AICEX: capita spesso che quando un cliente ringrazia una persona del customer service dopo un suo intervento risolutivo si senta rispondere “nessun problema”. Ma è proprio quando ti chiedono di non pensare ad un orso bianco che cominci a pensarci. In maniera analoga, di quella interazione con il customer service, al cliente potrebbe rimanere in mente un problema.
There’s a two-word phrase that tends to drive customer service experts, trainers, speakers, and thought leaders crazy, myself included. The phrase is “no problem”:
Customer: ‘Thank you.’
Customer service employee: ‘No problem.’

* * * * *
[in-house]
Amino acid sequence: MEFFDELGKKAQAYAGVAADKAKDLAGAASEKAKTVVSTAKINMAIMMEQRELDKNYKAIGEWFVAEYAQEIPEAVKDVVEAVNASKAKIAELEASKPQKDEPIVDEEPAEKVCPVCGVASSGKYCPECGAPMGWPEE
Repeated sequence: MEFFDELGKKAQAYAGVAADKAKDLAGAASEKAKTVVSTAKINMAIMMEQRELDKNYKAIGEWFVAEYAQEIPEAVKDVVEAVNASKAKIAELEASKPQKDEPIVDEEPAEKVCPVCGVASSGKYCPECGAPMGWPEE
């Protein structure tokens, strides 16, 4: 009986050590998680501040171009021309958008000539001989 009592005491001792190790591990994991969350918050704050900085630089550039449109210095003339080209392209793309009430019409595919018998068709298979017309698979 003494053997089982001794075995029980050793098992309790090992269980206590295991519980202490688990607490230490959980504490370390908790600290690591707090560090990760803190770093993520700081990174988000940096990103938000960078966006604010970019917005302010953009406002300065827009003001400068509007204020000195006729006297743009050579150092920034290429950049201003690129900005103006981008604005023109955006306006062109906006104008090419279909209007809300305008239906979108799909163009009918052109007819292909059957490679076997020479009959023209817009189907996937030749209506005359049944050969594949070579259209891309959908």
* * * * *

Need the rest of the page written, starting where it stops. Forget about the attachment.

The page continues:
Customer service expert/trainer/thought leader: ‘ARGGH–you’re making my head explode!’
So what makes “no problem” such a problem–if, in fact, it is one? My opinion is that the literal meaning of “no problem” poses a risk that customers will wonder whether they are causing problems at your establishment, and whether they’ll be causing even bigger problems if they are brash enough to make yet another request after the one you just no-problemed.
In other words, you can’t ask people to not think about a pink elephant without making them picture such an elephant immediately. The “no” in the phrase “no problem” has zero evocative power. The “problem” has plenty. Continue reading “Nel customer service “no problem” nasconde un problema.”